Need New Travel Ideas? Try Iran
Contrary to what most Westerners think, he says, Iran is a modern and wealthy country. "This is not Afghanistan, this is not Iraq."
Attendees were taken to some of the most stunning places in the country--places that Hartshorne says make Iran a traveler's dream.
The country is home to towering mountain ranges, deserts, ancient ruins, shores of the Caspian Sea art and history going back to the dawn of civilization.
Iran is off the beaten travel path, making it attractive to crowd-weary travelers. You won't find throngs of tourists, he says, like in Rome or Venice. Once you get there, it's a cheap place to travel, too. US credit cards or traveler's checks are not allowed. Alcohol and dance clubs are banned.
Hartshorne said he was fingerprinted in the Tehran airport before officials let him go free. The diplomatic visas procured for the visitors on this trip were the first issued by Iran to Americans in more than 30 years.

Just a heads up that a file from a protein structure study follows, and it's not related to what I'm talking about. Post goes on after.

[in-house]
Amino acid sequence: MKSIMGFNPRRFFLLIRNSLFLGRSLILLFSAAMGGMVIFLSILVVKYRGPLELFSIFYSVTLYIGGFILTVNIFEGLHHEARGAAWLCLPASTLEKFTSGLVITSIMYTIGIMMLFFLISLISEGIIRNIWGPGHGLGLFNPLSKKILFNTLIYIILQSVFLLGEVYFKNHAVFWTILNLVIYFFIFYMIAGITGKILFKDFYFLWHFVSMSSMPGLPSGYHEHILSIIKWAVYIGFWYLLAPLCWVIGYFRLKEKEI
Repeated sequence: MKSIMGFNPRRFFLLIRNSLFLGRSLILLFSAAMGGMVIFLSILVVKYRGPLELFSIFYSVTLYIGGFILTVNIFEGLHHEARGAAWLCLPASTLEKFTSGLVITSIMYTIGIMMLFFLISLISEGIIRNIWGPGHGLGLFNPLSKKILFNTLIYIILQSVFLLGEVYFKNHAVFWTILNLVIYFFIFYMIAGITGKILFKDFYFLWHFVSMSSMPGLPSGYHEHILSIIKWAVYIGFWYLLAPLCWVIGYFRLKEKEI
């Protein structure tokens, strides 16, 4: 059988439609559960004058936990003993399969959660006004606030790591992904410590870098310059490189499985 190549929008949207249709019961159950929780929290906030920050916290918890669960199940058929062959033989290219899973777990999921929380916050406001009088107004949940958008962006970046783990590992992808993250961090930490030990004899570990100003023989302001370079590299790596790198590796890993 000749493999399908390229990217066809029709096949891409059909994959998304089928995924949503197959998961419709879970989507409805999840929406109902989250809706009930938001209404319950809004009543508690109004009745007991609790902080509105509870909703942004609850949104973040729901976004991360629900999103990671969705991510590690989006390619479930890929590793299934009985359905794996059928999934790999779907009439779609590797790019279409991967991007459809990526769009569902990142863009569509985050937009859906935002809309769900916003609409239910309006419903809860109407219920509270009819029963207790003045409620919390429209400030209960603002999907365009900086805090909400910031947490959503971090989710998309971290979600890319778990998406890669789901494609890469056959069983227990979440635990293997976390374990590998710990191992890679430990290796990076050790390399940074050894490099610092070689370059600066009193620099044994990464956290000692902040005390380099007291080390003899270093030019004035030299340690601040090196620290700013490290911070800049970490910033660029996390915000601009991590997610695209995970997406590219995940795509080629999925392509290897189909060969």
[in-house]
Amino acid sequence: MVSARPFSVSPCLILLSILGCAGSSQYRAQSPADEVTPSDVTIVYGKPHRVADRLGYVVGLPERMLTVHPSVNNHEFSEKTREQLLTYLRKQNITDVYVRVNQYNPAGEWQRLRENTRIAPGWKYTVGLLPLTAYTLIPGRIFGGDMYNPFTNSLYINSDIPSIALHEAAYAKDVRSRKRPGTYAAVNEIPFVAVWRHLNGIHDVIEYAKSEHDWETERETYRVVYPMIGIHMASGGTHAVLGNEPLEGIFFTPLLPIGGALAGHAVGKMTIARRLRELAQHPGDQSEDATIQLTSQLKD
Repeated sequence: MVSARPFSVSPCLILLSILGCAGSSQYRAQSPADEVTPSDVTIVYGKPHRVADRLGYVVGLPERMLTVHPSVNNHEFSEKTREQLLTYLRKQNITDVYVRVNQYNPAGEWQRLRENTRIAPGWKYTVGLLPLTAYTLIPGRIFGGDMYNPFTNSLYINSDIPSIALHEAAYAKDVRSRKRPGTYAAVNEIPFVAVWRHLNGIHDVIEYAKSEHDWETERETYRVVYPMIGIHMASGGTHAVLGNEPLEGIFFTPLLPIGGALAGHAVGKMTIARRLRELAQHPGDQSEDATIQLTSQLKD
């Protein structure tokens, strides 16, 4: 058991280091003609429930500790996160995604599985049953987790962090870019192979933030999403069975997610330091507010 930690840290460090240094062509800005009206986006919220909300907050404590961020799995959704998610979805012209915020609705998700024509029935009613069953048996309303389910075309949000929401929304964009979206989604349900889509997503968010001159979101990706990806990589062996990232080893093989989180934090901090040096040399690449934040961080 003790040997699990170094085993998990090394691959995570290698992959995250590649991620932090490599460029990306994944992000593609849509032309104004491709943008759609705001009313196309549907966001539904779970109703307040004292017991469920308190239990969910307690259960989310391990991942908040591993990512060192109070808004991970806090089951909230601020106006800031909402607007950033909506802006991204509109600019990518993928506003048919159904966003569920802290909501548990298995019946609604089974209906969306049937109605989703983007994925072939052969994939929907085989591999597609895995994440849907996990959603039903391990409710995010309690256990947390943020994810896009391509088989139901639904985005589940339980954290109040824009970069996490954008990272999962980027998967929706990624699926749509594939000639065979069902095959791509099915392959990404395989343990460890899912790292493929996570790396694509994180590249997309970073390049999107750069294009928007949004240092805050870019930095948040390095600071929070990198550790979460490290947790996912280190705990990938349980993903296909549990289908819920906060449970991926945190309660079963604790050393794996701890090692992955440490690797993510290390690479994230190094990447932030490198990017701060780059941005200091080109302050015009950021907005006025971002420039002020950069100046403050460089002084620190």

But that is not the whole story, Hartshorne says. Iranians were eager to find out what he thought about their country, asking him "What do you think of Iran? What do you think of Iranians?
"Americans have to realize that they're safe and they're loved there," he said.
Hartshorne was invited by Thomas Steinmetz of eTurbonews, who extended invitations to travel writers like Hartshorne on behalf of the Iranian government in the hopes that he would write travel articles about Iran, which he published on his web site.
Hartshorne believes the tour signals an increase in travel to Iran by Westerners. "To me this is a symbolic crack of the door," he said.
This story appeared on January 7, 2009 in the print edition of the Recorder, Greenfield MA.
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